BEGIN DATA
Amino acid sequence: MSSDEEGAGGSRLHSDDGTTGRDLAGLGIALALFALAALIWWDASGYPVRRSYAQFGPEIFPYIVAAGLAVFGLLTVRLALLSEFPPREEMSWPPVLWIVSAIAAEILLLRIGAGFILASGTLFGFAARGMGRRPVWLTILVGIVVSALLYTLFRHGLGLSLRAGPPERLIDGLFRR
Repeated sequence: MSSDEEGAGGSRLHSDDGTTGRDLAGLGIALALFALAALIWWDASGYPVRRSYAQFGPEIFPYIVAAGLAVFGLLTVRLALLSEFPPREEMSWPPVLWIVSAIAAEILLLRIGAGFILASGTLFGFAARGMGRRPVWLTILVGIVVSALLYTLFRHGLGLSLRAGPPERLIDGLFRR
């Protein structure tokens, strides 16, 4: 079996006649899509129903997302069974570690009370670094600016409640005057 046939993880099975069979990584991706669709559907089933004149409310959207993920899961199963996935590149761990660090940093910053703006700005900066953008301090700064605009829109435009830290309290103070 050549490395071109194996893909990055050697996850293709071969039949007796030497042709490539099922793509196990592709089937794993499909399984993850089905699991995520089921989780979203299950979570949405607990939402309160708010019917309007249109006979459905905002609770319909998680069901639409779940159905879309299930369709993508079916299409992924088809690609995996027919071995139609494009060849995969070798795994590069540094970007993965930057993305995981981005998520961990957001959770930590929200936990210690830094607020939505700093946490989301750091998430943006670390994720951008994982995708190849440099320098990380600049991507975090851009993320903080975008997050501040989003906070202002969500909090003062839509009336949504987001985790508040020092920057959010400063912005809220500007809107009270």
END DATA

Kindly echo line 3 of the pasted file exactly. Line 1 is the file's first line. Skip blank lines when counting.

């Protein structure tokens, strides 16, 4: 079996006649899509129903997302069974570690009370670094600016409640005057 046939993880099975069979990584991706669709559907089933004149409310959207993920899961199963996935590149761990660090940093910053703006700005900066953008301090700064605009829109435009830290309290103070 050549490395071109194996893909990055050697996850293709071969039949007796030497042709490539099922793509196990592709089937794993499909399984993850089905699991995520089921989780979203299950979570949405607990939402309160708010019917309007249109006979459905905002609770319909998680069901639409779940159905879309299930369709993508079916299409992924088809690609995996027919071995139609494009060849995969070798795994590069540094970007993965930057993305995981981005998520961990957001959770930590929200936990210690830094607020939505700093946490989301750091998430943006670390994720951008994982995708190849440099320098990380600049991507975090851009993320903080975008997050501040989003906070202002969500909090003062839509009336949504987001985790508040020092920057959010400063912005809220500007809107009270």